youth development



Participants may arrive at Rocking the Boat not knowing how to read a ruler and having never used tools, but they work together to build full size traditional wooden rowing and sailing boats from scratch. Boatbuilding students and apprentices study the plans and create and assemble all of the components from stem to stern, fasten the planks and frames, paint, and then launch their boat into the Bronx River.

Rocking the Boat purposely chooses boat designs that have historically been built and used by New Yorkers as a way of connecting participants to the City's maritime past.

student projects



Throughout the 2016-2017 school year, a group of 16 Boatbuilding students are working to construct a 17-foot Whitehall, the classic rowboat design that comprises the majority of Rocking the Boat’s fleet, and the organization’s 50th student-built boat.


Students fashion four ash oars for every Rocking the Boat boat.  They use block planes and spoke shaves to remove layer after layer of wood, taking a four-sided block down to an octagonal shaft then to a hexadecagon (16-sided polygon) and ultimately to a smooth rounded column with a ½ inch thick blade at one end and a leathered grip on the other.

half models

Students are introduced to the intricacies of boat design and construction by building Whitehall half models during the summer.  The practical application of their models comes in the fall when they start lofting the next full-scale boat.

job skills projects


herreshoff 12 1/2

The current long-term project is the construction of a Herreshoff 12½ replica, a classic wooden sailboat that will be used to support the organization’s burgeoning Sailing Program.  So far, apprentices have created a table of offsets, made the 22 molds that form the shape of the hull during the construction process, steambent 44 ribs into place, and fabricated 22 floor timbers, the transom, and started planking. The highlight of the project will be pouring the boat’s 735-pound lead keel.  The Herreshoff will be launched in 2017.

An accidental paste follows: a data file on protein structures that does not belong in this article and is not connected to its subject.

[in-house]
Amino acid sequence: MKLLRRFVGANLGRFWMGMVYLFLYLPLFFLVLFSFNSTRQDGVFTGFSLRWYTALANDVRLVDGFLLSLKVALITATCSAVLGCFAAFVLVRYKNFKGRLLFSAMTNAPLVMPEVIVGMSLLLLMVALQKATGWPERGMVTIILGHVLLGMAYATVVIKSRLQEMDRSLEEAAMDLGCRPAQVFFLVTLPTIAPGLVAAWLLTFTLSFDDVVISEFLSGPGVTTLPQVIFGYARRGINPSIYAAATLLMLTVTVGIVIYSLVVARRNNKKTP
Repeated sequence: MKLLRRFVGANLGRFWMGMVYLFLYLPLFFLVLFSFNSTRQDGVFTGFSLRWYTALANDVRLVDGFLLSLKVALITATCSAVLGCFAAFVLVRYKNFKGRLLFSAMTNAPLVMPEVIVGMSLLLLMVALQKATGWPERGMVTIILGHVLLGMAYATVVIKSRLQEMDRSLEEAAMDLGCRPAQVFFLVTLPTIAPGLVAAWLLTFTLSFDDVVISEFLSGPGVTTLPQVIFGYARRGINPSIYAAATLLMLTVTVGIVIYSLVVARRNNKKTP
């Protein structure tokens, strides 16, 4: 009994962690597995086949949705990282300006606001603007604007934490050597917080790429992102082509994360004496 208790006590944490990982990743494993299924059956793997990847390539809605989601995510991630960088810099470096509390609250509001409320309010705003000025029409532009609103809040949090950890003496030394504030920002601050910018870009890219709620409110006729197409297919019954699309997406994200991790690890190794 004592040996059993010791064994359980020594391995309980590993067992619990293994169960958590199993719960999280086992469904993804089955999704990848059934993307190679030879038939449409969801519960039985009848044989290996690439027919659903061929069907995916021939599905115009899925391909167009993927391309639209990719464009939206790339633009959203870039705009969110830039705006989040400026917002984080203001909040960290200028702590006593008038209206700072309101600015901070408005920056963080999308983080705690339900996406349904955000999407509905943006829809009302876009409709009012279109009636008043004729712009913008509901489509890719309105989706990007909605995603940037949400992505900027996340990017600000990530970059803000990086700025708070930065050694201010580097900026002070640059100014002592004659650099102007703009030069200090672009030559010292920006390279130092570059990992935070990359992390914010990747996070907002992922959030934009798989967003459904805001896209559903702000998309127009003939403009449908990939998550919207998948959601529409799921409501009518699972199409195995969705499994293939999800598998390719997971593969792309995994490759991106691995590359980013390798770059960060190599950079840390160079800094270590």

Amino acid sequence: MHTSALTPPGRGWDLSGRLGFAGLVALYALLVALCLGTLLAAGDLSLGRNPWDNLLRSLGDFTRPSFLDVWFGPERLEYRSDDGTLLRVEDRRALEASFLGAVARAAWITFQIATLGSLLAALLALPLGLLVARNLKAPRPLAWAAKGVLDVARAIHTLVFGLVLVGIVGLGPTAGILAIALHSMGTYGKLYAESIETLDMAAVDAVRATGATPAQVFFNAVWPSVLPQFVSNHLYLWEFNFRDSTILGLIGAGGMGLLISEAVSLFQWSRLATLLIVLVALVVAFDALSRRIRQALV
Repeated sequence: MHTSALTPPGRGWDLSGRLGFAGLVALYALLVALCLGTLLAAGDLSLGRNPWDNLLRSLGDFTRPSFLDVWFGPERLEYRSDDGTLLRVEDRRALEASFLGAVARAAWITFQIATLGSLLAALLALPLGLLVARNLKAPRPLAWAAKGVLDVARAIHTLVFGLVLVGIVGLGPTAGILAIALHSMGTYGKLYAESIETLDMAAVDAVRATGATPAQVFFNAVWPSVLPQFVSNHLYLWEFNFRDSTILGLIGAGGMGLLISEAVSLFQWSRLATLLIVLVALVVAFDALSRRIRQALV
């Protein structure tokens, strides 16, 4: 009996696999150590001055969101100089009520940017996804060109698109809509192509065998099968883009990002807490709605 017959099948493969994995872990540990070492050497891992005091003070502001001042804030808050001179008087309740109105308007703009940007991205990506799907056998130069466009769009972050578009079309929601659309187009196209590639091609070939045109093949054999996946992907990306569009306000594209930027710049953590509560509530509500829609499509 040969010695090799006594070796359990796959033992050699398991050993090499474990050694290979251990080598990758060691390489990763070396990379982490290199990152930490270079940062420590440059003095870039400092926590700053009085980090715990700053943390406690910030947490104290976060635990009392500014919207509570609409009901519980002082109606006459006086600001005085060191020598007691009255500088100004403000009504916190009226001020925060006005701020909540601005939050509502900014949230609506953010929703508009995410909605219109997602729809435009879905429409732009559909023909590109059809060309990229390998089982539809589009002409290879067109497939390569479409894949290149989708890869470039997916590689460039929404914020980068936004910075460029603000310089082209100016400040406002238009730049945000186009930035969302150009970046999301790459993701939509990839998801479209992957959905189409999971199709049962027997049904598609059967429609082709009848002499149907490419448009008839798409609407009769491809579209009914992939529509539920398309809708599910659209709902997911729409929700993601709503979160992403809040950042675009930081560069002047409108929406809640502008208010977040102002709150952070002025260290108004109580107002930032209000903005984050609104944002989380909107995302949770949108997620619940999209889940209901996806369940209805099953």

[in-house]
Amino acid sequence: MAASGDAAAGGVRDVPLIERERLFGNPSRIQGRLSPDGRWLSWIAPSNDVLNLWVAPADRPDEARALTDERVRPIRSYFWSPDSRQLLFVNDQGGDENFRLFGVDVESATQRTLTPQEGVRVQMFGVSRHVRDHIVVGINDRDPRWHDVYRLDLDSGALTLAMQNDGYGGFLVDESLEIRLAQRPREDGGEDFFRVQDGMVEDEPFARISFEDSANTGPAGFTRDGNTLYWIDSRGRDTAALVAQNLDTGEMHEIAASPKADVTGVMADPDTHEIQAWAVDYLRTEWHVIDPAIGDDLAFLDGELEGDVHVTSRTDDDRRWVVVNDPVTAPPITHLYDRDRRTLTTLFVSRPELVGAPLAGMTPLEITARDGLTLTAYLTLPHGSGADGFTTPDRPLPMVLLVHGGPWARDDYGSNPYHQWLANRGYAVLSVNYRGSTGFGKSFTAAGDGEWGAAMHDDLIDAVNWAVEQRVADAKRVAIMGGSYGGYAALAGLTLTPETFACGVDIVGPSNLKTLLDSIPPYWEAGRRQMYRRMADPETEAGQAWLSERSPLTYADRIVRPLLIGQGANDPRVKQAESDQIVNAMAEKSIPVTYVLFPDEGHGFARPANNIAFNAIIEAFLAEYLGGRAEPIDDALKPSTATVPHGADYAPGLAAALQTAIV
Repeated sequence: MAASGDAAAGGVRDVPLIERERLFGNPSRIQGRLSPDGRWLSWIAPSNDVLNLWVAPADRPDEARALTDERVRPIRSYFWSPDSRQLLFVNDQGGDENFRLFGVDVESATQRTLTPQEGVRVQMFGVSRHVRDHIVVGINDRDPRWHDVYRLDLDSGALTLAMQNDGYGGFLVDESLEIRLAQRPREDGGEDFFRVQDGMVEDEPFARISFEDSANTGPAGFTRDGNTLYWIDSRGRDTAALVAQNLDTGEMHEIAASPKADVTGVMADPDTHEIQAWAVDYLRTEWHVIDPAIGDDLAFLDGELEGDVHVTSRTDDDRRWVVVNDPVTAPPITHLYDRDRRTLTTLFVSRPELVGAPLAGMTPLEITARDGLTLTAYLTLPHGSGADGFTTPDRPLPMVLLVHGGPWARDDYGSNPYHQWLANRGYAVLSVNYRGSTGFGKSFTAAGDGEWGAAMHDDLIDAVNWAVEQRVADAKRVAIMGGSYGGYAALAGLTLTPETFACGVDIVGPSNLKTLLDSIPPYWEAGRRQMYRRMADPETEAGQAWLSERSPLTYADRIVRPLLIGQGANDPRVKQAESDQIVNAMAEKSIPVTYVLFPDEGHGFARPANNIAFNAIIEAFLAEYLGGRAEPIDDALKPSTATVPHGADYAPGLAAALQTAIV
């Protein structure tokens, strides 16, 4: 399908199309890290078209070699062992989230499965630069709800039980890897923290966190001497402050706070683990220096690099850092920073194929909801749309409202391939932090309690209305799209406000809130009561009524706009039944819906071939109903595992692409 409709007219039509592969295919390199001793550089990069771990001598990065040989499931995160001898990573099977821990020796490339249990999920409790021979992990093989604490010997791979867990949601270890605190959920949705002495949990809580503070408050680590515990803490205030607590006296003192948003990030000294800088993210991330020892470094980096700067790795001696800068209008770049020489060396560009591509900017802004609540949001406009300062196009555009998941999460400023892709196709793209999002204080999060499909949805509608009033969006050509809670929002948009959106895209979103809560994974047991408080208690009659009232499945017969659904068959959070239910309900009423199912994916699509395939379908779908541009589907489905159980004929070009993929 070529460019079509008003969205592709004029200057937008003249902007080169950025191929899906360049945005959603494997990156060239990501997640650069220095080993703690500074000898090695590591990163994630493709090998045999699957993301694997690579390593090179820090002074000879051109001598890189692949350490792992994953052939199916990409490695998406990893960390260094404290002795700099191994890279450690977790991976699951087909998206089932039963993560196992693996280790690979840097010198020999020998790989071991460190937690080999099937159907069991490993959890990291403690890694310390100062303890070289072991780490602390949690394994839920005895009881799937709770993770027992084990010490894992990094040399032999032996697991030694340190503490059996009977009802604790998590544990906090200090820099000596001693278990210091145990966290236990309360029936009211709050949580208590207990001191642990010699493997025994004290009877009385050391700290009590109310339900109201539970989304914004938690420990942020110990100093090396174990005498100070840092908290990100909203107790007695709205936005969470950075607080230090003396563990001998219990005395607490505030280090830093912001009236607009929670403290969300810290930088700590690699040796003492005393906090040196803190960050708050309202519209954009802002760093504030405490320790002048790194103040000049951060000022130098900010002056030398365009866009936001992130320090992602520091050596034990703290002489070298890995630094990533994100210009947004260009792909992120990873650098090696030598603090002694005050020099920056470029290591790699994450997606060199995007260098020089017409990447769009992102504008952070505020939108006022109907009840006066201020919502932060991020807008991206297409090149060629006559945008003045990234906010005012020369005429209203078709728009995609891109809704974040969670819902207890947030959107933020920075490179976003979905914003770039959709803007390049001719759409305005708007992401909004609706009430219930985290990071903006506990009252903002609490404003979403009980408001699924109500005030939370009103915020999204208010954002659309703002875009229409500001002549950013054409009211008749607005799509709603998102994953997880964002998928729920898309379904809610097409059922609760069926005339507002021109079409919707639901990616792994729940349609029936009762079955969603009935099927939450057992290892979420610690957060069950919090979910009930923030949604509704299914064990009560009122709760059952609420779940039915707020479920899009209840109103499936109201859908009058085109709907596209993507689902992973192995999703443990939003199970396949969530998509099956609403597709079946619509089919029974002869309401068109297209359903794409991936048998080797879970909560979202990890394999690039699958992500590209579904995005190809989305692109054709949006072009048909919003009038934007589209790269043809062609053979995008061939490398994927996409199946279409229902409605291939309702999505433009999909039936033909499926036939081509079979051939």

little juliana steamboat

Apprentices spent 2015 building a 25-foot steamboat, a faithful replica of the 1804 Little Juliana designed by Colonel John Stevens. The completed hull was transported to the campus of the Stevens Institute of Technology in Hoboken, NJ, where it was united with the 1,500-pound engine—a reproduction of the original (now housed in the Smithsonian)—carefully crafted by Stevens naval engineering students.

I first joined Rocking the Boat because being able to build boats is really different from a regular afterschool program where all you do is homework. I got to do something out of the ordinary. Now when I’m in the shop I feel likeI can let out that inner woman who wants to build. That’s where my passion for carpentry shows--working the wood, figuring out how the grain goes together, that’s what I need.

Taji Riley, former Boatbuilding student, Boatbuilding apprentice, and Program Assistant


Rocking the Boat is grateful to the following partners who allow the Boatbuilding Program to be such a powerful experience for our students and Apprentices:

Herreshoff Marine Museum
Independence Seaport Museum
International Yacht Restoration School
Landing School of Boat Building and Design

Mystic Seaport
Non-Traditional Employment for Women 
Portside New York
RE-CO Brooklyn
South Street Seaport Museum
Stevens Institute of Technology
Teaching with Small Boats Alliance
WoodenBoat Magazine

kids don’t just build boats, boats build kids

rocking the boat
812 edgewater road
bronx, ny 10474
phone: 718.466.5799
fax: 718.466.2892